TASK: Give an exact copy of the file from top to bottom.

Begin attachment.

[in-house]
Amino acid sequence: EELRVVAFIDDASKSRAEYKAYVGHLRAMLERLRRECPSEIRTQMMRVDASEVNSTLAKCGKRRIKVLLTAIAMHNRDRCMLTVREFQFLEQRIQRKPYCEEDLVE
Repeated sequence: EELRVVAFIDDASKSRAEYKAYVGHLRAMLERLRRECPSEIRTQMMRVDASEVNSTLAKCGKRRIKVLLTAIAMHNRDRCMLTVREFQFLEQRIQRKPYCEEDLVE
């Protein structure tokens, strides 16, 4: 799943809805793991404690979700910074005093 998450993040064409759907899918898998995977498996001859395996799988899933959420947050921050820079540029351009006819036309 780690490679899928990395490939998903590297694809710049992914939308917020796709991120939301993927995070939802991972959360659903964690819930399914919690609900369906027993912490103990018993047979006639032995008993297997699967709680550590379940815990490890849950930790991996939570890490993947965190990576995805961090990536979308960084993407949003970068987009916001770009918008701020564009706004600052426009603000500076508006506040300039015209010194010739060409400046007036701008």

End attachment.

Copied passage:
[in-house]
Amino acid sequence: EELRVVAFIDDASKSRAEYKAYVGHLRAMLERLRRECPSEIRTQMMRVDASEVNSTLAKCGKRRIKVLLTAIAMHNRDRCMLTVREFQFLEQRIQRKPYCEEDLVE
Repeated sequence: EELRVVAFIDDASKSRAEYKAYVGHLRAMLERLRRECPSEIRTQMMRVDASEVNSTLAKCGKRRIKVLLTAIAMHNRDRCMLTVREFQFLEQRIQRKPYCEEDLVE
């Protein structure tokens, strides 16, 4: 799943809805793991404690979700910074005093 998450993040064409759907899918898998995977498996001859395996799988899933959420947050921050820079540029351009006819036309 780690490679899928990395490939998903590297694809710049992914939308917020796709991120939301993927995070939802991972959360659903964690819930399914919690609900369906027993912490103990018993047979006639032995008993297997699967709680550590379940815990490890849950930790991996939570890490993947965190990576995805961090990536979308960084993407949003970068987009916001770009918008701020564009706004600052426009603000500076508006506040300039015209010194010739060409400046007036701008």